Embracing the Career Conversation
Company leaders are embracing how important employee engagement is to business success in today’s quick-changing and competitive environment for two reasons.
One, work has evolved to become more challenging and less scripted, requiring a much more self-motivated workforce. Two, these days most employees expect workplaces to continually engage their minds and build their skills through compelling projects and stretch assignments. If such employees don’t see that happening, they leave—especially if they are in the early or mid-stages of their career. According to Deloitte’s report, corporate learning trends, training, and development opportunities are the most popular benefits an employer can offer today’s employees.
Therefore, HR professionals are in a unique position to promote a culture of engagement, one that supports employees’ desires by taking a proactive stance toward their growth and development. By the nature of their work, HR professionals play a more “whole company” role and can facilitate top managers’ ability to hold fruitful discussions with their direct reports and encourage employees to take more ownership of their careers by talking more openly about their aspirations and career plans.
The Goal Is Alignment
Supporting employees who take ownership of their career paths has multiple benefits. Encouraging employees to take a hard look at their skills, motivators, and aspirations challenges both employees and managers to align employees’ career plans to the organization’s future needs and strategic goals. Where are their best skills most valued? What do they need to learn/develop to move to the next role in their plan? Are there other parts of the organization where they can transfer their talents to make a bigger impact and experience more satisfaction? Seeking answers to these questions can lead to increased employee engagement and increased productivity—the classic win-win scenario—and HR can lead the way.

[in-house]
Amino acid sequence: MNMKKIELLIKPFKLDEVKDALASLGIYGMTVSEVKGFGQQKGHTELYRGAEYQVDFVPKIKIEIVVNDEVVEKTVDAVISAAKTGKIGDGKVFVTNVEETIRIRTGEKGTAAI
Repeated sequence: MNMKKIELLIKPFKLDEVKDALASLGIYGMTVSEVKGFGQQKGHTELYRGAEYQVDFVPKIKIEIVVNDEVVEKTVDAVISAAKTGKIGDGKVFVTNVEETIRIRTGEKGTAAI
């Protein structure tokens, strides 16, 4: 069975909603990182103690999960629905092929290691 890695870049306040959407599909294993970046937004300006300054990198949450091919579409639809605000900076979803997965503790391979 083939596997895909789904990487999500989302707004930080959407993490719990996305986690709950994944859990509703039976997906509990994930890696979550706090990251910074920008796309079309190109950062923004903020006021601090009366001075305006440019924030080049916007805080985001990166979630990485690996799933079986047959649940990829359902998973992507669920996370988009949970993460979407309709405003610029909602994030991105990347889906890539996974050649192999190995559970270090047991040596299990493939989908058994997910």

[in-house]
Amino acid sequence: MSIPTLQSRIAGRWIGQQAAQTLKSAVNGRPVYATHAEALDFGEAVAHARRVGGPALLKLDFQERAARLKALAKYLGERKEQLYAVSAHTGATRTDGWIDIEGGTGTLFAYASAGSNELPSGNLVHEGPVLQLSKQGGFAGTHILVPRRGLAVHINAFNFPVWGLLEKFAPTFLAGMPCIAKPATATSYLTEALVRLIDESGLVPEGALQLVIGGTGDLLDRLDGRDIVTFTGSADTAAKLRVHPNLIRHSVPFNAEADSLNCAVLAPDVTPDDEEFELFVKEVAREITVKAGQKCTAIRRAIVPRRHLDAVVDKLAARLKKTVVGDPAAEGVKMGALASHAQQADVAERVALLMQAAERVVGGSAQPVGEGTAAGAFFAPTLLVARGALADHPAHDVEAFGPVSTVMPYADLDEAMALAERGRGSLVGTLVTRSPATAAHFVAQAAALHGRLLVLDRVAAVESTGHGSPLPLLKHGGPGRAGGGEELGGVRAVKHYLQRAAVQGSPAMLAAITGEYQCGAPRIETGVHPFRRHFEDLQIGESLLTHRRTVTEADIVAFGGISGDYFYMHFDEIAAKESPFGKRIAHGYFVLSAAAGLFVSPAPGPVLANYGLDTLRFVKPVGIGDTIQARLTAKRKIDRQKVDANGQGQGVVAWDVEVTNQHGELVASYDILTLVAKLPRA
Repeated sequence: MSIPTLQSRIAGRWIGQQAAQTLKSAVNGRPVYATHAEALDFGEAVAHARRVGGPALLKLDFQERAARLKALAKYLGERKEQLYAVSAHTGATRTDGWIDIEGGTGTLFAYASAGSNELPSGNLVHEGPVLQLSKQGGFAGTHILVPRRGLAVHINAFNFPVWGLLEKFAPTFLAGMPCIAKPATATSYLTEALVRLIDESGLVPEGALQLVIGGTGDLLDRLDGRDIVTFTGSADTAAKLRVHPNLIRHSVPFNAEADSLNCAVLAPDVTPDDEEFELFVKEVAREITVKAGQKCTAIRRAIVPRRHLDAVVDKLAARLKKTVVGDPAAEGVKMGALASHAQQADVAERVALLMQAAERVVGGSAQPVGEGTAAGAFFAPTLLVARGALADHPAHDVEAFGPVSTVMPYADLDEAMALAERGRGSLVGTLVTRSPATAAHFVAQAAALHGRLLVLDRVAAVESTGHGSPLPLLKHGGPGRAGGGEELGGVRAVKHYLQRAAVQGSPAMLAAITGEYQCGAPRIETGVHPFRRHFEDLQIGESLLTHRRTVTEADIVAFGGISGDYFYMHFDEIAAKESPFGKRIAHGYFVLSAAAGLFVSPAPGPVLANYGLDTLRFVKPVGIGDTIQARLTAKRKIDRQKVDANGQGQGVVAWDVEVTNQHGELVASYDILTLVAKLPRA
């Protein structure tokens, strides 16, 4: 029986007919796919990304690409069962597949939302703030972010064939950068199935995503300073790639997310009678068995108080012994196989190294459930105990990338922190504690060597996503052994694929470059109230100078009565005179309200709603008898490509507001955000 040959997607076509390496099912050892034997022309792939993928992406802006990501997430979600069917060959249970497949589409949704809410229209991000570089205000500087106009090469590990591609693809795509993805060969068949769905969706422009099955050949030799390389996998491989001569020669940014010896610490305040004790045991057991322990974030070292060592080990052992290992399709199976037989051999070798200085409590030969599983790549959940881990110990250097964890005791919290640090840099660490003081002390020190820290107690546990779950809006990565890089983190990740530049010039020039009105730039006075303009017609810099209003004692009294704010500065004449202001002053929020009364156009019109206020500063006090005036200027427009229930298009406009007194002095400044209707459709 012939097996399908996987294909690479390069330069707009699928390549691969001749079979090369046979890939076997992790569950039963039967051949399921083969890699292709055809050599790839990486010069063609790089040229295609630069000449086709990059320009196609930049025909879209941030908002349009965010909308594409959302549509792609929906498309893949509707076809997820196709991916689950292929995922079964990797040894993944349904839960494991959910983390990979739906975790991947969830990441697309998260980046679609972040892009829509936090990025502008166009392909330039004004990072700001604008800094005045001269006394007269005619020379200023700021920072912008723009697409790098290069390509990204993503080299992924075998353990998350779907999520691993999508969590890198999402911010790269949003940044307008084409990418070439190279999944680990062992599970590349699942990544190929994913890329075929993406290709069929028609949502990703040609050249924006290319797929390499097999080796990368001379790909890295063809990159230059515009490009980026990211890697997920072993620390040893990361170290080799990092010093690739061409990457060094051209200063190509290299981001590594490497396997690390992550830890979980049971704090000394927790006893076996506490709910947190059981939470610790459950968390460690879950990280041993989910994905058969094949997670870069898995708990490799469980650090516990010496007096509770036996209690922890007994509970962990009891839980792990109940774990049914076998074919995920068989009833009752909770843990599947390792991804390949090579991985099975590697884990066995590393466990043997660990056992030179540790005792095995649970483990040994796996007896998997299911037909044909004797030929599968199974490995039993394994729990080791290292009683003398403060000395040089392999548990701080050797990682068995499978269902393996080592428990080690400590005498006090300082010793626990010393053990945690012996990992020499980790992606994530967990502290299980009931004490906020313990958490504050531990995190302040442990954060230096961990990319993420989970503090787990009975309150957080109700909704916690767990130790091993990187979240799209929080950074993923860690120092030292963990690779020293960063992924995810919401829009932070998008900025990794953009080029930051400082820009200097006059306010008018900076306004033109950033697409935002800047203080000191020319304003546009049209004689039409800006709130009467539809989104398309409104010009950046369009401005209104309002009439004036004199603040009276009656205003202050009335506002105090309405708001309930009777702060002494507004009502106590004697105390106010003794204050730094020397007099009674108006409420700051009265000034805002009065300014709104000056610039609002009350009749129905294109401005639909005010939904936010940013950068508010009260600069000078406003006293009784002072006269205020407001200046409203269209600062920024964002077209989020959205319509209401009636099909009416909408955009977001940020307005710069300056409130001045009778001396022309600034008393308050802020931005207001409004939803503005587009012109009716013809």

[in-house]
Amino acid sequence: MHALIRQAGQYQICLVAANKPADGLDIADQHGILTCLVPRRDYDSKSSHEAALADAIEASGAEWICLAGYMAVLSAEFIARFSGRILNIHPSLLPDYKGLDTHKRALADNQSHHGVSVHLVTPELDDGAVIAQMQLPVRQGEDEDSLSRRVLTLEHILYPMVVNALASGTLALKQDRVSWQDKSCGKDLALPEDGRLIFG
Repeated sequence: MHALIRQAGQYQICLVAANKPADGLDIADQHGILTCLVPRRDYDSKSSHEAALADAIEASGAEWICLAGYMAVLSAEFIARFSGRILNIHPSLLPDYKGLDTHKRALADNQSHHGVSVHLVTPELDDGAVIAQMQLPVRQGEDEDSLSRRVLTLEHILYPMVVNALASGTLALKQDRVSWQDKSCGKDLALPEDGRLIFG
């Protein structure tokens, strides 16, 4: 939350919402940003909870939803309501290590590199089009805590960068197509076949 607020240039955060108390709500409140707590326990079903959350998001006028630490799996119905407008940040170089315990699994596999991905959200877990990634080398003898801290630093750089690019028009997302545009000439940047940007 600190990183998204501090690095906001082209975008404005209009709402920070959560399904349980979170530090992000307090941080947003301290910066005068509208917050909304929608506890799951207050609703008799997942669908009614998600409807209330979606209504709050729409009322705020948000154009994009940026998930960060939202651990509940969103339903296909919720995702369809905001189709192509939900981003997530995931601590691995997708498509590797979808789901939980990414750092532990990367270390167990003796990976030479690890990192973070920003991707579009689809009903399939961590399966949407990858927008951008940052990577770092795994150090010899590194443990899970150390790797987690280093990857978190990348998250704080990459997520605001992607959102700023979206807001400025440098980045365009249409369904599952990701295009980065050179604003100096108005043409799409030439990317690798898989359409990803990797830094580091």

To enhance employee engagement in your company, initiate career conversations using the right mindset and the SPURframework.
It’s important to prepare for the conversation believing that:
1. Employees can learn just about anything, but really want to learn and get better at things they desire to learn and get better at.
2. It’s the employees’ responsibility to plan their lives and their careers; HR simply is coaching them to be able to do what they want to do so that it is in alignment with future workforce needs.
Uncovering areas where the employee wants to improve supports the alignment previously noted. To coach the employee, HR professionals must play the three roles of a coach in the conversation:
- Expert when you need to give direct knowledge and advice
- Resource when you can point out and connect the employee to others who can provide more information or who would be a good connection
- Facilitator when asking open-ended questions intended to get employees to think for themselves and explore options
Insist employees bring at least a rudimentary career plan to the conversation so a discussion ensues with coaching rather than proscriptive direction. Even just a sense of what has been learned so far, what aspects of their work they enjoy, what role they think they would like to do next, and projecting potential roles in their future will start the conversation.
Leveraging the SPUR framework, managers can engage employees in conversations that will spur positive action.
The SPUR Framework
- Self-assessment: Gaining clarity on skills, aspirations, and motivators
- Perceptions: Uncovering and taking more control of personal brand and reputation
- Understanding how connections work: Identifying allies and mentors
- Reality testing: Mapping out goals and time frames, and trying out the ideas in the market
During an initial conversation, managers quickly can test for focus with selected diagnostic questions and then listen for how employees identify themselves. This allows managers to offer appropriate insights, point employees to resources, and help them create targeted action plans that have the highest potential in moving them forward.
Once you know more about employees’ triggers for the discussion, pain points, or aspirations, you can decide how to intervene. The questions in the guide below are samples of the kind that can serve as starting points for your SPUR discussions:
Self-Assessment—Clarifying Skills, Aspirations, Motivators